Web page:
Tips and Programs
The European Scene
interestingly sounding strange words make up the name of Dublins
annual storytelling festival which is booked as "Stories in
November," November being the "dark month." But you
might also interpret the name as "month of good/bad witch stories,"
for Irish folklore and myth is vast and deep, and the River Liffey
runs to the sea.
It was a real pleasure to return to Ireland for a second time upon
the invitation of Nuala Hayes of the Two Chairs Theater Compagny
who organizes Scéalta Shamhna. This years theme was
international in scope with eleven performances presenting storytellers
and musicians from China, India, the Caribbean, Europe and the United
States. And it was my privilege to inaugurate the festival with
Jaqui Chan of Chineese patentage born in Trinidad, at present a
Londoner. Given that my family is from Sicily and Croatia and that
my wife is from Denmakr, and that we live in France, Jaqui and I
were almost all by ourselves a full-blown melting pot. But we were
joined by one of Irelands premiere flutists, Desi Wilkinson,
whose enchanting melodies and bonhommie rounded out our kick-off
evening in the ballroom of the National Museum of Ireland at Collins
Barracks. And the River Liffey runs to the sea...
Besides school performances and small workshops, the festival continues
over three weekends, with all the performances at the prestigious
Museum of Ireland in among the exhibitions. This is a clllaboration
with Helen Beaumont who is responsible for activities at the Nuseum.
The building, which dates back to the 18th century, has just been
refurbished and the objects which look out at you can be from local
tradition or from halfway around the world.
On Saturday night I was free, so I marched on over to Duke Street
in Dublin, past Bewleys Pub, where four years ago we concluded
the festival with Scottish traveller storyteller Duncan Williamson
and musicians from the hit musical River Dance. Fond memories. Duke
Street is the starting point for the esteemed Literary Pub Crawl,
where for two and a half hours, between pints of Guiness, we were
lolled and charmed with texts of Irish writers from Oscar Wilde
and William Butler Yates through Beckett, Joyce and other contemporaries.
Refreshing to say the least. And the River Liffey...
Sunday was to be the first grand finale. While Jaqui Chan and I
were unravelling our yarns among suits of samurai armor and golden
chalices, the Armagh Rhymers and Mummers were literally hypnotizing
the audience over in the ballroom. They arrived hooded with conical
masks made rrom willow and cloaked in scak cloth. They make some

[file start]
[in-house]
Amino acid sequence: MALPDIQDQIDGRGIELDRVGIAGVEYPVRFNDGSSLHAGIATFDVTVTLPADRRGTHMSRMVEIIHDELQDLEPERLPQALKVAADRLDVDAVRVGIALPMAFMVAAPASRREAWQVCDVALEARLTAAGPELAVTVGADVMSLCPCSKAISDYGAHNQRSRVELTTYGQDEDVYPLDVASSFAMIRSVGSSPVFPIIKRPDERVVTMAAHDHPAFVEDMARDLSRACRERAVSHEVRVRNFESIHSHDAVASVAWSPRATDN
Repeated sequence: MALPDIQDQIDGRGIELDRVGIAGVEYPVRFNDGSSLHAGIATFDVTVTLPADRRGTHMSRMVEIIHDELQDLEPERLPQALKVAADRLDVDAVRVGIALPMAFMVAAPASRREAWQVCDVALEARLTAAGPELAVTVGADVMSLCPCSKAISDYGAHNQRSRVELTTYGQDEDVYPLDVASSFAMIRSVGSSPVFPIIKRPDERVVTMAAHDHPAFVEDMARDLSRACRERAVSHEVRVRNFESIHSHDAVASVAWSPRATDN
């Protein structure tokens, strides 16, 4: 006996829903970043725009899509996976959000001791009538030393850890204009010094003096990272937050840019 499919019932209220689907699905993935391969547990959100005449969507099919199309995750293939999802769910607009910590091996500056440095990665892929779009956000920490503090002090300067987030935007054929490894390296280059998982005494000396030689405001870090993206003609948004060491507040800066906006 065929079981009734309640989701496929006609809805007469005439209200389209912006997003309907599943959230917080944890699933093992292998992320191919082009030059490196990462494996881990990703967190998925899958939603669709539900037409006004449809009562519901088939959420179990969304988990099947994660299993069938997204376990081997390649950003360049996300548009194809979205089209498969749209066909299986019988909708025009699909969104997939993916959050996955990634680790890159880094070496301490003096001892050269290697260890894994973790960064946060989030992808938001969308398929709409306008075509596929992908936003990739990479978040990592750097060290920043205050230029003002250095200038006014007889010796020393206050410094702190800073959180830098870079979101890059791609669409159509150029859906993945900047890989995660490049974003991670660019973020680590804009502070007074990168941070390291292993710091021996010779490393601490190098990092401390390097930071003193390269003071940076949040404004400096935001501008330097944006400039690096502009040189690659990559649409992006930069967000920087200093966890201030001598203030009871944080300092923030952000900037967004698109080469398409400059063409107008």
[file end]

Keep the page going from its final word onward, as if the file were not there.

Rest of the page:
strange noises, mumble, sing, amble and dance. You cna still see
them traditionally all over Ireland from Halloween until St. Stephens.
They represent the spirits of the season and the tradition dates
back three half millenioms. And the River Liffey still flows to
But I must say the cherry on the whipped cream on the icing of
the cake was the benefit concert for Eithne Ni Uallacham, well known
singer from Donegal, who died six months ago. It was a very poignant,
bittersweet evening for family, friends and aficionados from all
over. And the best of Irish folk groups were in attendance including
Cran, the group with which our flutist Desi plays. Fiddle and flute,
drum and pipe and especially clear, pure voices carried the audience
hour-long. I found the Irish audience that night really in tune.
At times they would gently stomp their feet to keep time or clap
tastefully. And the rhythms rocked me all the way back to the hotel
along the flowing of the River Liffey, all the way to the sea. Although
I was scheduled to leave the next day I had all morning again to
myself and I didn't waste a minute. Up early I shopped for Irish
bacon, crumpets, cheddar and of course whiskey. I bought CD's and
cassettes including the Voice Squad, a bouquet of exquisite ballads.
Then I hoofed it up to Dublin's prison for a tour of history first
hand until the bus whisked me away to the international airport.
But Nuala didn't forget to intrigue me one last time over lunch
together at the Irish Writer's Museum: "Do you know what the
name of your hotel means?" And in effect the Ashling is the
Gaelic word for vision or dream!
I was reading over riddles and triads one day and I came across
one that I think sums up this wonderful month of stories
"Three fewnesses that are better than plenty: a fewness of
cows in grass, a fewness of friends around ale and a fewness of
fine words." Says the Liffey as she flows to the sea...
published in Winter 2000
Why I Hate Lady Ragnell Alan Irvine's article and the rebuttal it engendered.